Study Suggests Craigslist Ads Increase HIV Prevalence

More than 6000 HIV cases in the United States annually can be traced to Craigslist's personals ad sections.

More than 6000 HIV cases in the United States annually can be traced to Craigslist’s personals ad sections, according to a study published in the December 2014 edition of MIS Quarterly.

For their research, titled “Internet’s Dirty Secret: Assessing the Impact of Online Intermediaries on HIV Transmission,” a pair of investigators analyzed data from 33 US states over a 10-year period from 1999 to 2008.

After conducting exams to eliminate other potential drivers of HIV trends, such as increased testing for sexually transmitted diseases (STDs), the researchers found that Craigslist’s personals sections—not escort service ads—were related to a 15.9% increase in HIV prevalence. The analysis also suggested that the classified ad site’s entry produces 6130 to 6455 HIV cases in the United States each year, with related treatment costs estimated at $62 million to $65.3 million annually.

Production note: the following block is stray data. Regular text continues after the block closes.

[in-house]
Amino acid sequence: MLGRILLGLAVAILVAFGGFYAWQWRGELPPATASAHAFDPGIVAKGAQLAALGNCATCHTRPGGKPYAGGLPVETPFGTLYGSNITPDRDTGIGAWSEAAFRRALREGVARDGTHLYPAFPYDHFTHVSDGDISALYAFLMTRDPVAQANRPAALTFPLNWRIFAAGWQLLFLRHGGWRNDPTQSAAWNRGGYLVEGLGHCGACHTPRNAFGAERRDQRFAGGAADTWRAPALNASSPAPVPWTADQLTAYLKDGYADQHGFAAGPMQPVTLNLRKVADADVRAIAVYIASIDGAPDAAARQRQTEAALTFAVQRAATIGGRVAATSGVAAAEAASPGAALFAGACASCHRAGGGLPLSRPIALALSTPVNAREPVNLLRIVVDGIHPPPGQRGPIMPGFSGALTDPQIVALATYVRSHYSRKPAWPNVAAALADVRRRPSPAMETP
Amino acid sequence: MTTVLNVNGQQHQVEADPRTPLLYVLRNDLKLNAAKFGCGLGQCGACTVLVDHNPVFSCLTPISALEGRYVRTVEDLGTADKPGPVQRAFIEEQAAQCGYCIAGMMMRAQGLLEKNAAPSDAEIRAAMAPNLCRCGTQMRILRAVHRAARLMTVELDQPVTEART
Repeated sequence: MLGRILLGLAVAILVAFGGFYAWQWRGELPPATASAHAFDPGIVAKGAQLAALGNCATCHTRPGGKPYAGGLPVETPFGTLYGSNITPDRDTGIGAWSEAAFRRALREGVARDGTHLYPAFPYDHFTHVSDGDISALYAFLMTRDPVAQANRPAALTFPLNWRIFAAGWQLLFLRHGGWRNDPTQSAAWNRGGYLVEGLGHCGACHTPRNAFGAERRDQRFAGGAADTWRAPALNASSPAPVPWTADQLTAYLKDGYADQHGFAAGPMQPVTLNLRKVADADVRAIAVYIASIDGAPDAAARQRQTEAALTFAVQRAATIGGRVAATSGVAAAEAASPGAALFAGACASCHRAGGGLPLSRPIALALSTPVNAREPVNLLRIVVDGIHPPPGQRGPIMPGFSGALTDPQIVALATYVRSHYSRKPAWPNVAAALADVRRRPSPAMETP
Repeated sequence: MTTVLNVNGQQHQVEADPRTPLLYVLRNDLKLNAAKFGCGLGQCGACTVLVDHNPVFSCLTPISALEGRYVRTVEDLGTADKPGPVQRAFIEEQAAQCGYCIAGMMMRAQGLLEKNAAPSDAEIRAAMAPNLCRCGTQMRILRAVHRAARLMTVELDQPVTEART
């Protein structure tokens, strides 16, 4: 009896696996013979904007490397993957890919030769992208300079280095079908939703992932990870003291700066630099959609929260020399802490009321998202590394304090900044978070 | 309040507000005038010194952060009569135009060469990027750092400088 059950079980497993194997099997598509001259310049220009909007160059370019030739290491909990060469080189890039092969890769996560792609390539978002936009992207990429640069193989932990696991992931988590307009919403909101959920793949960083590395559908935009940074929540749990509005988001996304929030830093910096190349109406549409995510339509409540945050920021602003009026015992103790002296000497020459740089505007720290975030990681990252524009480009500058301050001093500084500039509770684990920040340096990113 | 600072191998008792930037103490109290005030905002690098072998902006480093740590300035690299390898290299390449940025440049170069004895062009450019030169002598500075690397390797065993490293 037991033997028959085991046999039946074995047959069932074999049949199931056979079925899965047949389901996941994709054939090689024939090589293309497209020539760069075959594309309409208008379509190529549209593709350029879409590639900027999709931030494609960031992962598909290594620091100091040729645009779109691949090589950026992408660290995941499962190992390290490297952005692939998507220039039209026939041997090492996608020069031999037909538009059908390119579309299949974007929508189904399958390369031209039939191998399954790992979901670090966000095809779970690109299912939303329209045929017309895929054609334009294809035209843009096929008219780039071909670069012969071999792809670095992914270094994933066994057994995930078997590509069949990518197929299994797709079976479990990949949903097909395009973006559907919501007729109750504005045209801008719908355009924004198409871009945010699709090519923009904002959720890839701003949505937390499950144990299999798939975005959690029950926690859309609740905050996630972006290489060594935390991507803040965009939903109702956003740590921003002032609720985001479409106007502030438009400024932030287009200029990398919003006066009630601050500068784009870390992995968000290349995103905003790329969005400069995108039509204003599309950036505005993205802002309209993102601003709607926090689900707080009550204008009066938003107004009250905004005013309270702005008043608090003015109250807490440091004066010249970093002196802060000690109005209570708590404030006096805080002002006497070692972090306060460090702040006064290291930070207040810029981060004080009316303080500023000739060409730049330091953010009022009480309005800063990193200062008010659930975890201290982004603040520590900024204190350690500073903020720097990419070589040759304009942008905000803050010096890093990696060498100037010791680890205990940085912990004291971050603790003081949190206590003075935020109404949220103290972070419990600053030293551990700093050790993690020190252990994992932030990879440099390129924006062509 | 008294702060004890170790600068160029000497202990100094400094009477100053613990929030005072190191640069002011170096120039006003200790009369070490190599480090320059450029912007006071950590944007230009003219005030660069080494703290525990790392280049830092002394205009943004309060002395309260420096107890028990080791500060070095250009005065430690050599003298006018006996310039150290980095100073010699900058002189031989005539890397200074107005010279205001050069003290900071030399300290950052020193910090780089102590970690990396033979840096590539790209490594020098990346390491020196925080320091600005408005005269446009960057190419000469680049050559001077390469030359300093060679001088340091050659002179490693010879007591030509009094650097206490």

"Our study results suggest that there is a new social route of HIV transmission that is taking place in this digital era," said co-author Jason Chan, assistant professor of Information and Decision Sciences at the University of Minnesota’s Carlson School of Management, in a press release. "Health care practitioners and policymakers have to look more closely at online platforms to assess how its usage may facilitate the spread of HIV and STDs across the country."

Chan also believes that his research provides health care professionals with insight into reducing disease transmission through classified ads.

"I actually think that the creators of Craigslist had no intent of harming society. They came in with good intentions,” Chan said. “At the same time, they did not anticipate that users could use the features in an unexpected way with unintended consequences."